The Truth About the New J K Rowling New Book: T. SHER SINGH
The Casual Vacancy
Tuesday, October 2, 2012
J K Rowling's "The Casual Vacancy" has been selected sikhchic.com's BOOK OF THE MONTH for October, 2012
I recall when I was studying for my Master’s - eons ago! - and was working on my thesis on Shakespeare, that we often moaned over the shallowness of the technique used by a scholar who was widely touted by much of the North American academia.
Caroline Spurgeon had gone through every word Shakespeare was supposed to have written, and counted the number of times certain key-words and images had been used by him throughout his career.
Thus, not only did she list the times the word ‘dog’ had been used, but then went on to count how often each different canine specie had been mentioned.
Same with birds, flowers, etc., etc.
The purpose was to seek out the importance and import of each imagery based on the frequency of the usage.
I am afraid the preoccupation of the media in India in recent days over the references to Sikhs to be found in J K Rowling’s new novel, “The Casual Vacancy”, has reminded me of the shallowness that disturbed us even as students several decades ago.
It is no secret that the media in India is shallow and governed by narrow, parochial and vested interests. But this one hits a new low.
It is also no secret that India’s media will spare no energy or ink in its attempt to trivialize anything that appears on the world scene which is even remotely pro-Sikh. The envy and jealousy of the Sikh has indeed become visceral to the Indian character, to the point of it having turned pathological.
In view of the glee with which they have attempted to distort the truth and put words into the mouths of Sikhs, I have done two things:
- I drove 70 km each way to the nearest bookstore over the weekend and picked up a copy of “The Casual Vacancy” - I was not going to wait to read it in the normal course.
- I then sat down and did something that the hoarse, mischief-laden voices in India are not wont to do: I read the book.
But I’m not going to give you a full review of the book. Others have done a great job in analysing it and pointing out that it is indeed a marked departure from Rowling’s earlier writings, as it was intended to be; that it may or may not be her best work, but nevertheless reflects her genius.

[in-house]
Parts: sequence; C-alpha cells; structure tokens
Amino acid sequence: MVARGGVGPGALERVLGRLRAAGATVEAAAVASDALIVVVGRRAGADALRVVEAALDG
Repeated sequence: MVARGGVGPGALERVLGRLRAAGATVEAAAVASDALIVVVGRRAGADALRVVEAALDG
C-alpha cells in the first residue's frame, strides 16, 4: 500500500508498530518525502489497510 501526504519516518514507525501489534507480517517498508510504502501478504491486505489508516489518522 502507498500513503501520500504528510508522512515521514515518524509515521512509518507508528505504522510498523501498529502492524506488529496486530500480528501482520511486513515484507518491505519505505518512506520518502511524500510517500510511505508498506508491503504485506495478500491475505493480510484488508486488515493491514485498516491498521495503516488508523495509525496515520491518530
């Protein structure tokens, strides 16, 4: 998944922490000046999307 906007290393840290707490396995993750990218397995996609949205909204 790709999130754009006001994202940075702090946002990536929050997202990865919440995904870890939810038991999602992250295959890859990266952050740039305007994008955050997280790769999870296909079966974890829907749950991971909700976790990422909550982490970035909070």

My purpose today is to review the book with the sole purpose of looking at it, in Caroline Spurgeon and Indian-style, by examining how the Sikhs have been depicted in it.
Let me start with a summary of my findings, a sort of head-note.
J K Rowling’s “The Casual Vacancy” is an excellent read. More importantly for me, it is the kind of book that I have dreamed about having the world’s prominent authors write about: with Sikh characters and references, but as a normal, ordinary part of the narrative, not in the form of lectures and essays.
I loved the book for this aspect of it in particular. I feel indebted to Rowling, on behalf of the worldwide Sikh community, for having done what I have wanted to see done all of my life, and now have finally have it in tangible form in my hands.
* * * * *
Being a minority desperate to have its stories told accurately and fully, we yearn for mainstream storytellers -- be they novelists, poets, news reporters, columnists, TV reporters, filmmakers, whatever -- to include references to us, our history, our values, our literature.
Not being trained in the art of advocacy and the science of marketing, what we want to see is long and detailed essays about ourselves, not realizing that they have no impact on the target audience. The latter, when confronted with a ’teaching moment’ merely switches off its brain, or skips the passage, or glosses over it, to hurriedly get to the meatier portions.
What works in such advocacy is casual references - education by ambush, that is - where tidbits of information are thrown in by-the-by, and the target merely laps it up along with everything else. If this happens often enough, it becomes part of his or her sub-consciousness.
Think about all that you and I know about, say, the Japanese ethos or the Chinese Panda or the Himalaya mountains. We have never studied these subjects, we can’t pin-point when and where and how we picked up information about such subjects, and yet we know enough about such topics to have a reasonable and intelligent conversation about any of them. When it becomes necessary, we know how and where to go seek further information … the groundwork has already been done.
THAT is the type of information ’bombing’ we desperately need done -- if I may borrow a term from the current media lingo.
That is what Jay Leno‘s reference did through his tangential reference to the Darbar Sahib last year.
That is exactly what J K Rowling’s book does today.
And, predictably, such attention alarms our small-minded detractors in India into a tizzy, and they go about doing the only thing they are good at: mischief through misinformation.
The only way we can counter it is through facts. Here they are: